2.3 Procedure

Participants who were interested in the study contacted the lab via email or phone, where they were screened for study inclusion. If they met the inclusion criteria, they were invited into the lab for two separate baseline assessment sessions. The first baseline assessment session included going through the study details, obtaining informed consent, and collecting all demographic, cognitive, mobility, and psychological measures. During the second baseline assessment session participants completed the SART task while we recorded EEG. The sessions were on average 10 days apart, with a range of 1–42 days. Upon completion of the baseline assessments, participants were randomly assigned to one of two groups: the meditation (experimental) group or the music (control) group. Randomization was completed using a random sequence generator ( with random block sizes of 2, 4, and 6. The sequence was held remotely by the Principal Investigator and group allocation was only revealed after baseline assessments were complete. After completing the four-week intervention, participants returned for the same two assessment sessions (Session 1: cognitive, mobility, and psychological measures; Session 2: SART task and EEG). All baseline and follow-up assessments were completed by an assessor who was blinded to group allocation.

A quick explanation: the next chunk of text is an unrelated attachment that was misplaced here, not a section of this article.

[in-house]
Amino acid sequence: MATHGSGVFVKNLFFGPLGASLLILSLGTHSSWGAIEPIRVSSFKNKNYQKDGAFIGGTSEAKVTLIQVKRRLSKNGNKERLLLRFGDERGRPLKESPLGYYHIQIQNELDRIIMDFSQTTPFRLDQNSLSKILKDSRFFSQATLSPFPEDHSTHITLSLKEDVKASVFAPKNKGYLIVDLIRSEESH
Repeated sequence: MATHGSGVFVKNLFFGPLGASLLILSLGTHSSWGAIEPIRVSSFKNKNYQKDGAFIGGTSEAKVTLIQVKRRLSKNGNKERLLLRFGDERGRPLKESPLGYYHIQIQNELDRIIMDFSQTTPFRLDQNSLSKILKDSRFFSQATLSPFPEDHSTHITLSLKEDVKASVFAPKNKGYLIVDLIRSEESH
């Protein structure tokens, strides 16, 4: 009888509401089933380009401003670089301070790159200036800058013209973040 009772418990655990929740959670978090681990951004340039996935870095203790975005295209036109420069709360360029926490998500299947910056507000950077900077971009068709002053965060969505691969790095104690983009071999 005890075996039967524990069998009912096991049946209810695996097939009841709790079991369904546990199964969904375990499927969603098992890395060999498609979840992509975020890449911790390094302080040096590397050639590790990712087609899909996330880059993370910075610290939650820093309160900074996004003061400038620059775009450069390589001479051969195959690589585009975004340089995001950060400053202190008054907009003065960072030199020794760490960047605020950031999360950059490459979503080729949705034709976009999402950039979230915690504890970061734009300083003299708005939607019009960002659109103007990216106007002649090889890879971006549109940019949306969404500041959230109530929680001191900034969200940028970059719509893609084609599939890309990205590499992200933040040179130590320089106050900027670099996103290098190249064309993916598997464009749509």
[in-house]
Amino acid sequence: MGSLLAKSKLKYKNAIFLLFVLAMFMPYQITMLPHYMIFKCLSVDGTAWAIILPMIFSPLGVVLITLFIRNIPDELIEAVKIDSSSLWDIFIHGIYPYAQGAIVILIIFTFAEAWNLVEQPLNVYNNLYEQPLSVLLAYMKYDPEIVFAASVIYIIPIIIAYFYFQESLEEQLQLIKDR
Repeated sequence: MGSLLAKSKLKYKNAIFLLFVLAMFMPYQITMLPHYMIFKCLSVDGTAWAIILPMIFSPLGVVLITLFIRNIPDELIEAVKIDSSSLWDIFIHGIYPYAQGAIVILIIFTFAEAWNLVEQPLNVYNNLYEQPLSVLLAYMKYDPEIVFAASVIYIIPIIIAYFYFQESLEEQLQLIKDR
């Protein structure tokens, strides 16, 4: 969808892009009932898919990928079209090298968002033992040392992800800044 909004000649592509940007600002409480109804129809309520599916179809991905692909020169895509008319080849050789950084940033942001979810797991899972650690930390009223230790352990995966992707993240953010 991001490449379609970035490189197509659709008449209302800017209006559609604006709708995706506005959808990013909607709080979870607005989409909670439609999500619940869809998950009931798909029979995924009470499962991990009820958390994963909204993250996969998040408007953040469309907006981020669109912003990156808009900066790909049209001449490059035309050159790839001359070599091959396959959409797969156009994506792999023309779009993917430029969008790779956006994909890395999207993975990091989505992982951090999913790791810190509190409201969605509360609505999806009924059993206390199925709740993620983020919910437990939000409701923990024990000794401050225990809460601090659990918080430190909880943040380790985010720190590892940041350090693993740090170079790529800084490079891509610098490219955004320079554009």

2.4 Intervention